I've been away so I didn't hear the interview with Graham Linehan on the Today Programme which led to him accusing the BBC of promoting a style of debate where there are "no positions possible except diametrically opposed ones". I'm not sure it was wise to try to make that point in a live radio programme but I do sympathise with his point of view. I've been amazed at how often I get rung up to offer some anodyne views on some release or anniversary to find that the BBC have also lined up somebody whose job it is to oppose me. "On the other line, here's somebody who doesn't think Bob Dylan should have a 70th birthday" - that kind of thing.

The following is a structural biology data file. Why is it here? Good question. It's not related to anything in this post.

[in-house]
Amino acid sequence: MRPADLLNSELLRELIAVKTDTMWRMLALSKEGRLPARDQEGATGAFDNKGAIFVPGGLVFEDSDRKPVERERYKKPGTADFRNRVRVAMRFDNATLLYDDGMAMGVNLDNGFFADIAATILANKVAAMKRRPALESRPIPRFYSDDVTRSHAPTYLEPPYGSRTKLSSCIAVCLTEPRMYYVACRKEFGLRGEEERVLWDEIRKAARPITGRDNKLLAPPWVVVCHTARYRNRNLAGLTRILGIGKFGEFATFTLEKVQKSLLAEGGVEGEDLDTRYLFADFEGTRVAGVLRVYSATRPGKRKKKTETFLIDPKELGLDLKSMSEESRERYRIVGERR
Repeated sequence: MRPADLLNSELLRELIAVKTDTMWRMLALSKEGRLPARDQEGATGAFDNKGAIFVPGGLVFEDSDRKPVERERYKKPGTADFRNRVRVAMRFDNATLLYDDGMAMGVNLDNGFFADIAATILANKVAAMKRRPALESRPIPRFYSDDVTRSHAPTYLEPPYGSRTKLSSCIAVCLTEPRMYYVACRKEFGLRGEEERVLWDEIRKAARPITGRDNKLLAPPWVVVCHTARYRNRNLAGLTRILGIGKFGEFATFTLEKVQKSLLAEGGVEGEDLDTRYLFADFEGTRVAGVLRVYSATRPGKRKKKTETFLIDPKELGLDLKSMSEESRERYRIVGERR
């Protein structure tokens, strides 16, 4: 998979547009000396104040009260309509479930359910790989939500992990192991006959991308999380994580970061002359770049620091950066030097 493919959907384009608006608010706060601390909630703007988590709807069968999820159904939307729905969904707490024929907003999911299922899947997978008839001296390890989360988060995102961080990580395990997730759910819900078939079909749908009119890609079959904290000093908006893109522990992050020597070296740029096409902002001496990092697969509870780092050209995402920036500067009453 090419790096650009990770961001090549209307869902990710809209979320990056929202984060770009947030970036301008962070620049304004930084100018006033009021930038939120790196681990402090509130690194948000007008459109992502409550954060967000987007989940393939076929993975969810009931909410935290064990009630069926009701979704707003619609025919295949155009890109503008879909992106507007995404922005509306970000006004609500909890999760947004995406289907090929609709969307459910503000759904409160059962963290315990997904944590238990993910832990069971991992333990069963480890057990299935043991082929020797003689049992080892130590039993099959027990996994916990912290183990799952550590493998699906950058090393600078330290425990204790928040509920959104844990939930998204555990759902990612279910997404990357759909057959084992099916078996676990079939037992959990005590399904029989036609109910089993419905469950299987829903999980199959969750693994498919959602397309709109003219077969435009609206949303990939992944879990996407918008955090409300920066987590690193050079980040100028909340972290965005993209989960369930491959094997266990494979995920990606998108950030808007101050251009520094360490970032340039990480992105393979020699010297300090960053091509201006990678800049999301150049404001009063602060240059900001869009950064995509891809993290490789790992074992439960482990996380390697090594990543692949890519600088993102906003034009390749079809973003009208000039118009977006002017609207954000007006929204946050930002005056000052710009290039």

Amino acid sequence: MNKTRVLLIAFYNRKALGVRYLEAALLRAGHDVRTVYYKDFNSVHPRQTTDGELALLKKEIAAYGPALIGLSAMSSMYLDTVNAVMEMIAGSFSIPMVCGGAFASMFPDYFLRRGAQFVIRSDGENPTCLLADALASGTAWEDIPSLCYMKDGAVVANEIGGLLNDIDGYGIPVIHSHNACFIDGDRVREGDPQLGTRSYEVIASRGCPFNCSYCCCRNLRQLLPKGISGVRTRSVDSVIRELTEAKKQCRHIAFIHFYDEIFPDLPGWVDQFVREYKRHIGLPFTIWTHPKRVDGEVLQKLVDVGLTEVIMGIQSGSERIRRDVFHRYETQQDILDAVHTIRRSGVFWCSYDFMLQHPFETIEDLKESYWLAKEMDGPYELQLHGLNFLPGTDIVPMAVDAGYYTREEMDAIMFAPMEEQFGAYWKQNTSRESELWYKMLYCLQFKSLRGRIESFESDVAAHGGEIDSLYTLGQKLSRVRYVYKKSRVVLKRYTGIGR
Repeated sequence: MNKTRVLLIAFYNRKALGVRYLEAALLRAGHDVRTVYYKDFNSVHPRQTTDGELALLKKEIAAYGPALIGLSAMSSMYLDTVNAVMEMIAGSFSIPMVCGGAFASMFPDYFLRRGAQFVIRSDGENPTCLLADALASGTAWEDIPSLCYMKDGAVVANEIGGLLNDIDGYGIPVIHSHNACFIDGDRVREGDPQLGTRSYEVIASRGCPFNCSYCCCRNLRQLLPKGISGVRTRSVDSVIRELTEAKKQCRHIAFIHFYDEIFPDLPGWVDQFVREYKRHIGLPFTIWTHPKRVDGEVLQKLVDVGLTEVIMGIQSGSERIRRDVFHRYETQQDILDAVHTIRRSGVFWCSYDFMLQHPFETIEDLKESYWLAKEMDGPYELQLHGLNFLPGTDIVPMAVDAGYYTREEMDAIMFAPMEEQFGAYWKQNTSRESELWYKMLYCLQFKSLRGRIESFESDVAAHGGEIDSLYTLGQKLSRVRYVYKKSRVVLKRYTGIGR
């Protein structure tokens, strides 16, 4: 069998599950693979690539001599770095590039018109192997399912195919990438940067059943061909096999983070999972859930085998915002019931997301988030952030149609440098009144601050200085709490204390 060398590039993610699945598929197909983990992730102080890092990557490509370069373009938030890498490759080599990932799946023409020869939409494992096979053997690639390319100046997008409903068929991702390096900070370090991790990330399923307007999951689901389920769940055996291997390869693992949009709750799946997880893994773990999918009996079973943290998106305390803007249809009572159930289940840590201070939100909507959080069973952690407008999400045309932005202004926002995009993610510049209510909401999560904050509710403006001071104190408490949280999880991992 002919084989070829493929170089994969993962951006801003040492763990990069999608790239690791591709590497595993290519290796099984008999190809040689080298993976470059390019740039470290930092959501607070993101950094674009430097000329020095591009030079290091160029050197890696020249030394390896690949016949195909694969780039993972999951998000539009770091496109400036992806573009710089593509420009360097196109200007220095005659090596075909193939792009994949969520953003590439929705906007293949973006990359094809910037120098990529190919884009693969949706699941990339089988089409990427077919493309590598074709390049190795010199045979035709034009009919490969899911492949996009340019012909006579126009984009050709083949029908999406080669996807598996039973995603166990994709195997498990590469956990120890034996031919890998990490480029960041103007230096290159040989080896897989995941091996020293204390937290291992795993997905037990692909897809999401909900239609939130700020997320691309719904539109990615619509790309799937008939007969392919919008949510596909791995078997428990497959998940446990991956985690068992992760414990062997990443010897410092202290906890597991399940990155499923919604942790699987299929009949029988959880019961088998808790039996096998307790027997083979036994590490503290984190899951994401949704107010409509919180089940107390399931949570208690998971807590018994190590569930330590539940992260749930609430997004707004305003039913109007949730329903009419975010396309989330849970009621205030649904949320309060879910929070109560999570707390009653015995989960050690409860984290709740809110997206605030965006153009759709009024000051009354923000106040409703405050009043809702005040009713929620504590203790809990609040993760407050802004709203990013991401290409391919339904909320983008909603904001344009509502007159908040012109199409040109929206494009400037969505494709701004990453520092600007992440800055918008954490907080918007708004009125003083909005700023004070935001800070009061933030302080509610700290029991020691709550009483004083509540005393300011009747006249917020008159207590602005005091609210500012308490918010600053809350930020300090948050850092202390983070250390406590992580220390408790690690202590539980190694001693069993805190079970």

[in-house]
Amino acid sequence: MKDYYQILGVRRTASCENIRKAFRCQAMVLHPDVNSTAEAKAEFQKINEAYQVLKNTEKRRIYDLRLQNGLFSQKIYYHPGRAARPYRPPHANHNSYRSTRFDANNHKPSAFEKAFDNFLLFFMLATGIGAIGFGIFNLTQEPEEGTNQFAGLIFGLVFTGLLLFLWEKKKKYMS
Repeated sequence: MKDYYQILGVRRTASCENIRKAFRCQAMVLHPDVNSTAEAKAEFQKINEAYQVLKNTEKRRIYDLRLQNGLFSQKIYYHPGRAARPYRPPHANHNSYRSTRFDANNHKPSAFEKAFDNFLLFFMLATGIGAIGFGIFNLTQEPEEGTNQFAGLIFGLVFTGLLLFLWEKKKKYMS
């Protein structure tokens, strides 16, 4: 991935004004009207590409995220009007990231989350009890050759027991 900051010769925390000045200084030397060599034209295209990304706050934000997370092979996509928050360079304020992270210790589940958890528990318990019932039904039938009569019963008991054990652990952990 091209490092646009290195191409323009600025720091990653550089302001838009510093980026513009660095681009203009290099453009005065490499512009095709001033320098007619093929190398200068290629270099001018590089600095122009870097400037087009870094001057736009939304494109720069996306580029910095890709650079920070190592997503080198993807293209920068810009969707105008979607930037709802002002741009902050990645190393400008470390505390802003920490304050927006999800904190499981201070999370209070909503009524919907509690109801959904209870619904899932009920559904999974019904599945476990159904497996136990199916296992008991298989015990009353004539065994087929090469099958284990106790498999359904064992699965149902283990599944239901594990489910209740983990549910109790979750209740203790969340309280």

I suppose it's inevitable that in radio and TV they confuse drama with debate. That's why I never watch programmes like Question Time. They're all about what Matthew Parris calls "boo words and hooray words". Boo words are spoken by boo people. Hooray words are spoken by hooray people. I'm particularly glad that I didn't watch last night's show in which Germaine Greer made some remarks about a link between girls' talent for flirtation and their relationship with their fathers. This seems like the kind of observation which would be almost commonplace if made round the average suburban dinner party table. It only becomes incendiary once it's voiced in the adversarial bear pit that TV favours. I don't get indignant or energised when I hear people being shouted down. I'm just embarrassed for all of us.
TV and radio don't care whether the debate creates any light. Just as long as it creates some heat.